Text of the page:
By TIMOTHY MANGAN
Teddy Abrams is the 30-year-old music director of the venerable Louisville Orchestra and he’s at least a quadruple threat: Conductor, composer, clarinetist and pianist. The young man, a protege of Michael Tilson Thomas, is stirring things up with the orchestra and their first album together, dubbed “All In” and released on Decca Gold on Sept. 22, reached No. 1 on Billboard’s Traditional Classical Chart in its first week. (Obiter dictum: These days, that doesn’t necessarily mean huge sales.) “All In” is the orchestra’s first album in nearly 30 years. Abrams appears as conductor, composer and clarinetist on it.
At one time, some will remember, the Louisville Orchestra was one of the most recorded in the world. In the late 1940s the ensemble launched the Louisville Orchestra Commissioning Project, funded by both local arts money and Rockefeller Foundation grants. The Project eventually yielded hundreds of new works for orchestra as well some 150 recordings of them (on the orchestra’s own label, First Edition Records). Abrams and the orchestra hope “to pick up and expand this legacy,” the liner notes say. Good luck to them.
The disc opens with Abrams’ own “Unified Field,” a shortish four movement work in an accessible, popular and diverse style. In the liner notes, Abrams offers this: “My own music reflects my favorite musical experiences and memories, ranging from an obsession with ‘classical’ contrapuntal technique to the unmatched energy of playing a rock show and the joy of jamming with great Bluegrass artists. Usually these worlds do not find much common ground, but ‘Unified Field’ is an attempt to join everything I love into a single expression across multiple genres.”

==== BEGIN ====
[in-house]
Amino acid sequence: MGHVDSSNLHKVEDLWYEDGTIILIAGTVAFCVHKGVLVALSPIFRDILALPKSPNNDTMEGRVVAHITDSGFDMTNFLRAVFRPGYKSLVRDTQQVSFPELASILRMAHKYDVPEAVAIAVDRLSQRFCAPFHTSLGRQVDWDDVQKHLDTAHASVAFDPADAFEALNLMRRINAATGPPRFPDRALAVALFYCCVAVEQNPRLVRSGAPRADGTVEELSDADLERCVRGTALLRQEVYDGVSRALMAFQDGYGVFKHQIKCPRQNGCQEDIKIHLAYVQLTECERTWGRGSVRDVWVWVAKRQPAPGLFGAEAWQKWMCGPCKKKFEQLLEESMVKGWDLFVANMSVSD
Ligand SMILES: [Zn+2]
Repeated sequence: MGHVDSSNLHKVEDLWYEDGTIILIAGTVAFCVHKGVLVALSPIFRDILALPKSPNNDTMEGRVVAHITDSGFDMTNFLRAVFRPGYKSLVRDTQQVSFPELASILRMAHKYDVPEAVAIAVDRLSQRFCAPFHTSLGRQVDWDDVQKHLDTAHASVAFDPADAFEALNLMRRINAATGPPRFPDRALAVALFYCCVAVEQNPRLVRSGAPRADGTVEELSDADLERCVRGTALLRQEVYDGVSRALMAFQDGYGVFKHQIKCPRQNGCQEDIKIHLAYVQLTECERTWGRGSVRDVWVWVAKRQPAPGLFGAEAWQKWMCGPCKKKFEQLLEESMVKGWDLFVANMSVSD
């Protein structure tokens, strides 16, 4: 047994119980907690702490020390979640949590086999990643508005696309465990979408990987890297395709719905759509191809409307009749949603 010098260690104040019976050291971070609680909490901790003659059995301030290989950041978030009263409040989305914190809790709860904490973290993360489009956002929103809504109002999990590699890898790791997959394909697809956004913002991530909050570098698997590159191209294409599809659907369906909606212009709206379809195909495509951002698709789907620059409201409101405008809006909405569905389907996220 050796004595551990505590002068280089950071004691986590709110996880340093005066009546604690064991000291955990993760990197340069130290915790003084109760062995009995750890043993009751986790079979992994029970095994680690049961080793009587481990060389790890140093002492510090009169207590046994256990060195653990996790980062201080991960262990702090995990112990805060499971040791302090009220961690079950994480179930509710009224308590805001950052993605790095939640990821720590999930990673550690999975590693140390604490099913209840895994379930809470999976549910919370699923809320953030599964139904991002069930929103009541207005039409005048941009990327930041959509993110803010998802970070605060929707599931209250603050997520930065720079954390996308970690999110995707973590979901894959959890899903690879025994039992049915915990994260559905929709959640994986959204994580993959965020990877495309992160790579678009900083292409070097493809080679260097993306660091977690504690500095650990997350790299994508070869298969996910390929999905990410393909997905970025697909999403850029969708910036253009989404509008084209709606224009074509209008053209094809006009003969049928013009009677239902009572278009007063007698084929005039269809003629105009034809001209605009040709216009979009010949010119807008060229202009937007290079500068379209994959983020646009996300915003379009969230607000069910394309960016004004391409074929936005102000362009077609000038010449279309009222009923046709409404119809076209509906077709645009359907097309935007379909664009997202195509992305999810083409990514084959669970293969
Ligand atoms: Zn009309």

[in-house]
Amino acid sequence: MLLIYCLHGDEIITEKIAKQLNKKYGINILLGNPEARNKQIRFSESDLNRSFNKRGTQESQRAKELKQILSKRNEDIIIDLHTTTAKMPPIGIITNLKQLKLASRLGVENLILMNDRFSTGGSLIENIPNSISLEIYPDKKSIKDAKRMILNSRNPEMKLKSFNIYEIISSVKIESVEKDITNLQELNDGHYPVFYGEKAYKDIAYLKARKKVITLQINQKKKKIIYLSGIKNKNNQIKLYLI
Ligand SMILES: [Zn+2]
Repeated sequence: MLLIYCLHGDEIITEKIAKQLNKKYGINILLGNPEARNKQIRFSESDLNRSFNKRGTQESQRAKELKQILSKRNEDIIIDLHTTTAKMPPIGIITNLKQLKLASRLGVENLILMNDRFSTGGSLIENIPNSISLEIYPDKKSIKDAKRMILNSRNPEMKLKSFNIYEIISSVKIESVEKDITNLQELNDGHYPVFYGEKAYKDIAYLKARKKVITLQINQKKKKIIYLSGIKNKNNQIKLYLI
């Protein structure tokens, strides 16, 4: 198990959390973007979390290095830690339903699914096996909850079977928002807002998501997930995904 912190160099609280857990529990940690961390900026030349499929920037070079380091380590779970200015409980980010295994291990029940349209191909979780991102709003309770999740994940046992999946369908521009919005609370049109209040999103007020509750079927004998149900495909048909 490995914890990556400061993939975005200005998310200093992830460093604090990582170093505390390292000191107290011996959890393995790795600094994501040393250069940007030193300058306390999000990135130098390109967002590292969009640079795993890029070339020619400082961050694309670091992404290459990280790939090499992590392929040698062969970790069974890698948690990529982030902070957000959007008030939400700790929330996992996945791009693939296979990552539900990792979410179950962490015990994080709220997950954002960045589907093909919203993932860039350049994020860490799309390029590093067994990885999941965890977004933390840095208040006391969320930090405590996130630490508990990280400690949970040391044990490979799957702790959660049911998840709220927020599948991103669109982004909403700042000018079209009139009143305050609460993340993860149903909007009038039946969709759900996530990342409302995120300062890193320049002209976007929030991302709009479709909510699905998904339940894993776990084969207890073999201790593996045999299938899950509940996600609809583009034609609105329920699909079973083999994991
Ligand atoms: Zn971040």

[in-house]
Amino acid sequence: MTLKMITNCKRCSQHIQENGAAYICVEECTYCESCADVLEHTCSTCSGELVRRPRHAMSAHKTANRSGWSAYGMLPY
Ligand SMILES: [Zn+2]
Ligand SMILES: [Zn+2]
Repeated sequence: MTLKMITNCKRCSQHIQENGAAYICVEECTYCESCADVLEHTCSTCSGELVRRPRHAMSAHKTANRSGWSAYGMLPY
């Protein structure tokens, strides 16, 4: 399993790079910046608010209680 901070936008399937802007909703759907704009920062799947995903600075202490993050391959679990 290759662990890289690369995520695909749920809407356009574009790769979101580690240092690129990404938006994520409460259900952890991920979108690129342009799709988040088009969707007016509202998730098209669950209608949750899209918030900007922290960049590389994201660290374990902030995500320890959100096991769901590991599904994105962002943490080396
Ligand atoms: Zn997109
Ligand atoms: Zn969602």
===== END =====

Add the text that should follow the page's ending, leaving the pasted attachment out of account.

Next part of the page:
The result is pleasant enough, light, too, but bordering on hackneyed. The first movement is pretty, oceanic movie music; its main theme returns in the other movements. The second movement romps in a percussive groove, complete with electric bass and electric guitar. A drum set and Hammond-style organ are added to the processional third movement (a kissing cousin to the “Pilgrims’ March” in Berlioz’s “Harold in Italy”), and the finale is a comedic jamboree on a country fiddling tune.
Surprisingly perhaps, the piece is played none too well here, rather sloppily most of the way, the strings sounding overtaxed and the musicians just not moving as one.
Perhaps it won’t matter to many listeners that the next three numbers aren’t remotely classical, but they do seem out of place here. The vocalist Storm Large, of Pink Martini fame, joins the orchestra for three songs in jazzy style, a pair of ballads, “A Woman’s Heart” by Large and “The Long Goodbye” by Abrams, and an uptempo “It’s Alright with Me” by Cole Porter. A gifted stylist, Large rather overdoes it in this case, pressing and preening. The arrangement of the Porter tune, credited partly to Large, is poor — it never quite gels. (Compare Ella Fitzgerald’s version.)
Which leaves the finale, Copland’s Clarinet Concerto, with Abrams as soloist. (Someone named Jason Seber conducts it, but we are never told who he is.) Written in 1948 for Benny Goodman, the concerto mixes the composer’s familiar American style with Stravinskian neoclassicism and jazz. Abrams negotiates the high-flying solo part sensitively and athletically but the intonation is not always perfectly centered. Seber and the orchestra give him nimble enough support. But it’s too little, too late.